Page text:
That’s a nearly 17% recidivism rate, higher than the statewide average of 13%.



Sanders said the Journey to Success event is the only one of its kind in the state and he’s aware of only one similar program in the country, in Marin County, California.

Honorees receive a certificate and their photos and stories are posted in the lobby of one of the four offices of Pima County Adult Probation Services.

One of this year’s honorees told his probation officer after seeing the wall of photos that his goal was to make it up there himself. While he missed the ceremony, his photo and story were already hanging on the wall among those of the other honorees.

In 2021, 84% of people who exited probation in Pima County completed their terms successfully, said Cara Singer, the probation department’s division director of field services and the creator of Journey to Success.

“Journey to Success was established to recognize individuals who not only complete probation successfully, but to recognize individuals that have made huge strides in sustaining behavioral changes,” Singer said during the event.

Sanders called success a relative term, saying that in his business, success is defined as someone who leaves the program without going to jail or prison.

“That doesn’t mean they were perfect, by any means. That doesn’t mean we were perfect, by any means. By definition, I think we’re all imperfect,” he said. “But some of these success cases traveled really bumpy roads on probation and still managed to be successful, because they did not go to jail and they did not go to prison.”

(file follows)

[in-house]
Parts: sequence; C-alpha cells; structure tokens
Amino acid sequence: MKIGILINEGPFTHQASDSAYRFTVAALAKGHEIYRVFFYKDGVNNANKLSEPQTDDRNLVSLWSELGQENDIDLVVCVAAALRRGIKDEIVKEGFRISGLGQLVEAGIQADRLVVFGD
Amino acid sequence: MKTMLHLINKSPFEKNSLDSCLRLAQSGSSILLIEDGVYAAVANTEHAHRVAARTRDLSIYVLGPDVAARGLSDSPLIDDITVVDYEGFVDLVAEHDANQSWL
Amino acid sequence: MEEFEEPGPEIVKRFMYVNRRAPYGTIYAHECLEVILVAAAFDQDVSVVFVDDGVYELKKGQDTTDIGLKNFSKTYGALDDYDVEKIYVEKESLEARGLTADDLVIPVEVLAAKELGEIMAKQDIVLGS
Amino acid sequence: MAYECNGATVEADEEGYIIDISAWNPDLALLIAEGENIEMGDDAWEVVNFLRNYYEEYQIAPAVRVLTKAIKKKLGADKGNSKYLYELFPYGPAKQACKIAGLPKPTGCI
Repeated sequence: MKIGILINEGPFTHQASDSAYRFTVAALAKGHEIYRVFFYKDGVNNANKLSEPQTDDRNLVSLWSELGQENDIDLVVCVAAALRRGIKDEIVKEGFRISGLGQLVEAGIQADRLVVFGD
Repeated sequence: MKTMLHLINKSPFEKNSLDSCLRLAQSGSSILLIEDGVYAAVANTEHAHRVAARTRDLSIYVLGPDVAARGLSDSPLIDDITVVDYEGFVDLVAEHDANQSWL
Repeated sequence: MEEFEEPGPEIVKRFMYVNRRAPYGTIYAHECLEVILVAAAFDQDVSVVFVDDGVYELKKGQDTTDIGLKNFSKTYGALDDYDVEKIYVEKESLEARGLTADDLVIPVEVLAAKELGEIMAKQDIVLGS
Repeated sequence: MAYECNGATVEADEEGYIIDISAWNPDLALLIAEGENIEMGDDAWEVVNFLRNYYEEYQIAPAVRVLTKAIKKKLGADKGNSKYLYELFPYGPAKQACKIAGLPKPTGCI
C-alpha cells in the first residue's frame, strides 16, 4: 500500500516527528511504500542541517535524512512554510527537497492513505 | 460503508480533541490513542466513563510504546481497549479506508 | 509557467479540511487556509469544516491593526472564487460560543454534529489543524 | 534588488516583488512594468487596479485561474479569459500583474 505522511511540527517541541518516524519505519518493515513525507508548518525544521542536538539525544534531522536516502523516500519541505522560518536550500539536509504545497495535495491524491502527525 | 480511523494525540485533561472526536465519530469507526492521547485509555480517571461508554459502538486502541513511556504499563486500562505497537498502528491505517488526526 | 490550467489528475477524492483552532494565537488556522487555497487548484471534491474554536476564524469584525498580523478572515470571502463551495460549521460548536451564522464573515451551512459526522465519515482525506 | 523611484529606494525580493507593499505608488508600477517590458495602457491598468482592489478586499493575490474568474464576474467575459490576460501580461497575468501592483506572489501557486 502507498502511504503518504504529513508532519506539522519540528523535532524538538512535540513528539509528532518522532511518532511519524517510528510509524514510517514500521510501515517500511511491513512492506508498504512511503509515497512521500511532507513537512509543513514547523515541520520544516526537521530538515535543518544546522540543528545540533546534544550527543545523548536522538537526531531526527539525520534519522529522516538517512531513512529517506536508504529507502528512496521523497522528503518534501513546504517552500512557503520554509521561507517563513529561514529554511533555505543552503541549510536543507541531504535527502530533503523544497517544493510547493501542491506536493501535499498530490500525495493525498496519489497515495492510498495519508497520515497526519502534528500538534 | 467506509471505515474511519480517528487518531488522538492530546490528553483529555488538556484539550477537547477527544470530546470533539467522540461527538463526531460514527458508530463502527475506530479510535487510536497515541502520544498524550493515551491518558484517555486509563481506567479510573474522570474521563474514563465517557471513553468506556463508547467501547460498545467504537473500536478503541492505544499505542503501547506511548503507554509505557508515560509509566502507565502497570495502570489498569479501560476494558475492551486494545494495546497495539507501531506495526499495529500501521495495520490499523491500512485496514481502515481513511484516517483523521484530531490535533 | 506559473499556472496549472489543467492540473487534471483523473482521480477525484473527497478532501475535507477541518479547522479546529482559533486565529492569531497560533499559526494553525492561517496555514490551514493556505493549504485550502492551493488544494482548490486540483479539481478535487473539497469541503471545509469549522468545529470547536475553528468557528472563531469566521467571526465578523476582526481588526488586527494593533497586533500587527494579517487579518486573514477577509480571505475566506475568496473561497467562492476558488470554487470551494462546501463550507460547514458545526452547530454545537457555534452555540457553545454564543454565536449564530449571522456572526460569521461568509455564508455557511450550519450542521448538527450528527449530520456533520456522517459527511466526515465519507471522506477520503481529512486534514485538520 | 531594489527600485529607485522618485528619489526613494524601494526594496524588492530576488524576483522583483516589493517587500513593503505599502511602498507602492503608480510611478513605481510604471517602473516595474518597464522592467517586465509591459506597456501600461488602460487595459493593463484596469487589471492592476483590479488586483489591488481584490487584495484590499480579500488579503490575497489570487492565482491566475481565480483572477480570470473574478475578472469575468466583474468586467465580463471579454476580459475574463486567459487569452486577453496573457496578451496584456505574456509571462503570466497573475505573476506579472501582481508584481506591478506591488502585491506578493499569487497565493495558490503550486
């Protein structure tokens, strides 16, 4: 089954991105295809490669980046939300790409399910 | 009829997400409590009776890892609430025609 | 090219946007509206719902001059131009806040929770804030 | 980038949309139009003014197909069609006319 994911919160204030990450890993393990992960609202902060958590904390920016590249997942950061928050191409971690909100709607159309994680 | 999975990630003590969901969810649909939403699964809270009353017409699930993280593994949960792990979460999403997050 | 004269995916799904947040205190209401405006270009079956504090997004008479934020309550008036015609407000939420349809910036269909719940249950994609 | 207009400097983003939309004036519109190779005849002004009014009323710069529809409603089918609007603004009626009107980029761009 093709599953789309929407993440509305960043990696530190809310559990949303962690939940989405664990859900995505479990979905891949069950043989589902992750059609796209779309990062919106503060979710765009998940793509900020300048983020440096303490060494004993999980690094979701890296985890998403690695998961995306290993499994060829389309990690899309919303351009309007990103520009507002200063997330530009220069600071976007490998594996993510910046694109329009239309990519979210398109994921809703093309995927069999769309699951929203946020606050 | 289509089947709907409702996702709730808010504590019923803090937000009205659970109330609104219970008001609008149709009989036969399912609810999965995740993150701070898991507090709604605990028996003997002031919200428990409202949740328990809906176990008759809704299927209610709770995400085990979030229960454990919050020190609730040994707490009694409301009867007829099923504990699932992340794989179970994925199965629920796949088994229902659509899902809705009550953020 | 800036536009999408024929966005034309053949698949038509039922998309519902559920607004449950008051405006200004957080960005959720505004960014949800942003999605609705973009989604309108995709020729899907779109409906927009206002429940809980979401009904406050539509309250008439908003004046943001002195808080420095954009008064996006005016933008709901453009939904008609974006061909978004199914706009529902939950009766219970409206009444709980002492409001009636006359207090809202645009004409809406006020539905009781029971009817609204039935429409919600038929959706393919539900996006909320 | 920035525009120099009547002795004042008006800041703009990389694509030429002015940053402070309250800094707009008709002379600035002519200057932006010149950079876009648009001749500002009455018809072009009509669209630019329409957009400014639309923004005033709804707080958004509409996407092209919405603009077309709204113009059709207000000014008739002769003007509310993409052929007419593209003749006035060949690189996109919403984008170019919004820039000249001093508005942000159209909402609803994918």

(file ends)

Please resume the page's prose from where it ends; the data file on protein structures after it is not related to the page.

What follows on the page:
Sanders said within the 85% of successful probationers, there are some people who do amazingly well, to the point that their probation officers couldn’t help but take notice — and action, by nominating them for the award.

Pima County Superior Court Presiding Judge Jeffrey Bergin called the event one of his favorites of the year, saying that judges on the criminal bench spend most of their time talking to people who have found themselves in trouble.

“With fingers crossed, we hope that the program that’s been put together is going to show people how to get back on the right track, how to be happy again, how to be productive in our society, but rarely do we get to know the end of the story,” Bergin said. “They leave our courtroom, and that’s the last we hear.”